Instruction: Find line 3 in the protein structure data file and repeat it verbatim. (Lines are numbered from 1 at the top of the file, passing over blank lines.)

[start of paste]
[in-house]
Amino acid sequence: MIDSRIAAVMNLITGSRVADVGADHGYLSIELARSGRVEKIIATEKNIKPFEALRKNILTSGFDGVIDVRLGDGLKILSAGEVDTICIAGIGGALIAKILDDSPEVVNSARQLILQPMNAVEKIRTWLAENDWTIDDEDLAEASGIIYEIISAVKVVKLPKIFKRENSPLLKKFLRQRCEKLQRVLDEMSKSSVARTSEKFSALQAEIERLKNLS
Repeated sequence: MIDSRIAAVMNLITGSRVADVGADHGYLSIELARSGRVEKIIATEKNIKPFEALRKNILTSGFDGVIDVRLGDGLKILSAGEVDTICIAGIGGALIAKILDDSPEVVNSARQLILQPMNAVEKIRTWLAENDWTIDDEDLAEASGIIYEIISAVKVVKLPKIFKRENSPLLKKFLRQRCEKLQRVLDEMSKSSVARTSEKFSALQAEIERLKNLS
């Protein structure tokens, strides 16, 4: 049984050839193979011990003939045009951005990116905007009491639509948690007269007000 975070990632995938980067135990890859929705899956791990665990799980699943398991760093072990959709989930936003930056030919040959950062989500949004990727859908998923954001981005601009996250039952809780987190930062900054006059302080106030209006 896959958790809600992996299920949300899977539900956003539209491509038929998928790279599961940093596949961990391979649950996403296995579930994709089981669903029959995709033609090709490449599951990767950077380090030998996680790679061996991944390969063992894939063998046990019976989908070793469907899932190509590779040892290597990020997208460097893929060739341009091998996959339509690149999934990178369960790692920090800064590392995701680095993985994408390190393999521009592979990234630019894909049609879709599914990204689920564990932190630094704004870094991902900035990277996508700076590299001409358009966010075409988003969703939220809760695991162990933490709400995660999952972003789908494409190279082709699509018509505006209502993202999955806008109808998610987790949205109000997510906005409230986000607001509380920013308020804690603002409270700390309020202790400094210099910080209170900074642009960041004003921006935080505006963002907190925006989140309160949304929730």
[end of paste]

Repeated sequence: MIDSRIAAVMNLITGSRVADVGADHGYLSIELARSGRVEKIIATEKNIKPFEALRKNILTSGFDGVIDVRLGDGLKILSAGEVDTICIAGIGGALIAKILDDSPEVVNSARQLILQPMNAVEKIRTWLAENDWTIDDEDLAEASGIIYEIISAVKVVKLPKIFKRENSPLLKKFLRQRCEKLQRVLDEMSKSSVARTSEKFSALQAEIERLKNLS